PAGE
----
Search Results

You are looking at 21 - 30 of 33 items for :

  • "digital media" x
  • Gender Studies x
  • All content x
Clear All
Free access

Sharing Images, Spoiling Meanings?

Class, Gender, and Ethics in Visual Research with Girls

Janet Fink and Helen Lomax

available in print and digital media. The endurance of images, with their potential to preserve these girls in this momentary pose, for “time immemorial” ( Brady and Brown 2013: 102 ) means that we have a responsibility to consider how this image may be read

Free access

The Doll “InbeTween”

Online Doll Videos and the Intertextuality of Tween Girl Culture

Jessica E. Johnston

/bbctrending-the-secret-world-of-animated-doll-videos (accessed 10 January 2017 ). Weber , Sandra , and Claudia Mitchell . 2008 . “Imaging, Keyboarding, and Posting Identities: Young People and New Media Technologies.” In Youth, Identity, and Digital

Free access

Tweens as Technofeminists

Exploring Girlhood Identity in Technology Camp

Jen England and Robert Cannella

technologies have proliferated. For example, Elizabeth Chamberlain and others (2015) have led the Digital Media Academy while Paula MacDowell (2015) has facilitated 101 Technology Fun, 1 and Kristine Blair and others have written extensively about their

Free access

From Selfies to Sexting

Tween Girls, Intimacy, and Subjectivities

Antonio García-Gómez

victims of sexualization. Tween Girls: Legal Considerations of Sexting As debates in the mass media, law, and (feminist) digital media studies have highlighted, young adolescents seem to have developed a special interest in posting sexual images and

Free access

“Stumbling Upon Feminism”

Teenage Girls’ Forays into Digital and School-Based Feminisms

Crystal Kim and Jessica Ringrose

-based microactivism, which breaks down the false binary of the offline and online as separate spheres and negates the perception that the latter does not constitute meaningful IRL change. For instance, Keller’s research on girls and digital media (2012, 2015, 2016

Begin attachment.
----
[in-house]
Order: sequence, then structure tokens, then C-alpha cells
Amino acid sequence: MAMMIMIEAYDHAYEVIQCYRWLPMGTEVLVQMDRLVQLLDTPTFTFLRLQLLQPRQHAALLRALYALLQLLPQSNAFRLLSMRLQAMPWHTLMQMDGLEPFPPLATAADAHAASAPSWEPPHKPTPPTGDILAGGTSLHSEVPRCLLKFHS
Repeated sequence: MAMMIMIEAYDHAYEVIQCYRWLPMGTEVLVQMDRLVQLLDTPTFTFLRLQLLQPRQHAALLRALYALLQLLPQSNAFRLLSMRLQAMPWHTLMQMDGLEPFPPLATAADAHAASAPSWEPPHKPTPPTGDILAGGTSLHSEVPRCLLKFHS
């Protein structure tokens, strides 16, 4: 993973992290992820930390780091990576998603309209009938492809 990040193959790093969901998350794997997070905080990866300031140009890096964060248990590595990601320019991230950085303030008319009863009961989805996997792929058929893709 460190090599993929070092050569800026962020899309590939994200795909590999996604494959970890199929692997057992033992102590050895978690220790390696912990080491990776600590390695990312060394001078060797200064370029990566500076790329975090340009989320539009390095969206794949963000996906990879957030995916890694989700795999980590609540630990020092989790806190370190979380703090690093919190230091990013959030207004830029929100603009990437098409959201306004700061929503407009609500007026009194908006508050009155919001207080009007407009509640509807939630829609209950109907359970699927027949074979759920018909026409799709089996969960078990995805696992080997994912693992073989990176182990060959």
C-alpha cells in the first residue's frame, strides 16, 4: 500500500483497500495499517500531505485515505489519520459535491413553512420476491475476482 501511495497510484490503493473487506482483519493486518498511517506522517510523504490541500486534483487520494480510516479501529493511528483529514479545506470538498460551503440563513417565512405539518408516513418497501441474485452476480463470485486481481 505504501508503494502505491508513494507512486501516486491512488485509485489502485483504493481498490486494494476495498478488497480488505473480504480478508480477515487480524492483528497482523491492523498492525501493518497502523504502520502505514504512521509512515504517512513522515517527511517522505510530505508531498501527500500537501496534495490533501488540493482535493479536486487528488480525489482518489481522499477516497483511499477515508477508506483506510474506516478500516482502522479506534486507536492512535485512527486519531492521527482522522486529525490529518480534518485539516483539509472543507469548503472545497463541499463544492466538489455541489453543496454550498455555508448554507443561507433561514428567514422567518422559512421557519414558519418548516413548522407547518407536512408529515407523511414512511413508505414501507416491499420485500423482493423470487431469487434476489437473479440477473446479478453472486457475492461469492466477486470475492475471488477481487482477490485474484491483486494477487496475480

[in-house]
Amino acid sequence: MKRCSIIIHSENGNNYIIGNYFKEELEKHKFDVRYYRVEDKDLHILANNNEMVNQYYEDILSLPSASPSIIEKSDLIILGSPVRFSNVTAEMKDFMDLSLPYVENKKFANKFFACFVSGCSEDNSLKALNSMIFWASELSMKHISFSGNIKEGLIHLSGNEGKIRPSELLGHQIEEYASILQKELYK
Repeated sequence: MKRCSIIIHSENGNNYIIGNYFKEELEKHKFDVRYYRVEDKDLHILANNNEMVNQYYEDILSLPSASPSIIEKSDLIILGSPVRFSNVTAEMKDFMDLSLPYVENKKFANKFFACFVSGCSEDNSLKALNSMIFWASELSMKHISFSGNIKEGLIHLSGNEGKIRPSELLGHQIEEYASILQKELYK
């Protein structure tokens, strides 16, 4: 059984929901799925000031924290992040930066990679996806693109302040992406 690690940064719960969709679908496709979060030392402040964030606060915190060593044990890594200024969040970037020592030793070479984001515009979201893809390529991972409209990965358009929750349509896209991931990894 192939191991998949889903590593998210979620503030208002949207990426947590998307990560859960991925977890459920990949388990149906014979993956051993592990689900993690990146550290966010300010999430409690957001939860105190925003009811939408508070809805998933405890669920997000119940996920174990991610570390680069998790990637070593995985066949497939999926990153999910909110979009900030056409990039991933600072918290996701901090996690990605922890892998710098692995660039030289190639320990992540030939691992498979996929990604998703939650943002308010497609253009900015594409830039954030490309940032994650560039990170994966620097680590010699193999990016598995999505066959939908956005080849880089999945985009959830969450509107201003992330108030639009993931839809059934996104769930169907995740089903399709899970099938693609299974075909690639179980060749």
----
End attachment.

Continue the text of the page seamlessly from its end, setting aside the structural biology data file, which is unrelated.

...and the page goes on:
Free access

Brian Bergen-Aurand

This is a special issue on surveilled bodies, with five articles guest edited by Ira Allen, Assistant Professor of Rhetoric, Writing, and Digital Media Studies at Northern Arizona University and Assistant Editor of Screen Bodies. The question here is one of how screens and bodies are brought together through surveillance (visual and otherwise), how surveillance hails the body to attend to it (beckons us to catch a glimpse of here or there) even as it hides itself from the body, working to be noticed yet remaining unnoticed, in order to keep us “on our toes.” In this light, surveillance is not only about investigating, examining, logging, and controlling the body but also about bringing the body into being as a body-to-be-surveilled, about interpolating the body into becoming evermore surveillable in ever-more granular ways.

Restricted access

Peter Lurie, Antonio Sanna, Hansen Hsu, Ella Houston, and Kristof van Baarle

ambitious while being both selective and representative of American cinema broadly speaking. The future of digital media is not clear; yet neither, quite, is the cinema’s past, particularly at the junctures Maurice treats and whose ideological fault lines

Free access

Editorial

Screening Vulnerability

Brian Bergen-Aurand

of this issue. We hope their visions and commitment to the study of bodies and screens will see us through to a new stage in the evolution of Screen Bodies . Ira Allen teaches rhetoric, writing, and digital media studies at Northern Arizona

Restricted access

Lieke Hettinga and Terrance Wooten

using their own counter-technologies—multimedia performance and film/video, digital art, popular literary memoir, and digital media. Each chapter is networked together in a nonlinear fashion, and sometimes the order seems intentionally and productively

Restricted access

On Shock Therapy

Modernist Aesthetics and American Underground Film

William Solomon

environment. Before bringing Benjamin’s hermeneutic contention to bear on the work of two American underground filmmakers who were active in the 1960s, I would like to take a final detour through a contemporary use of digital media in the hope of further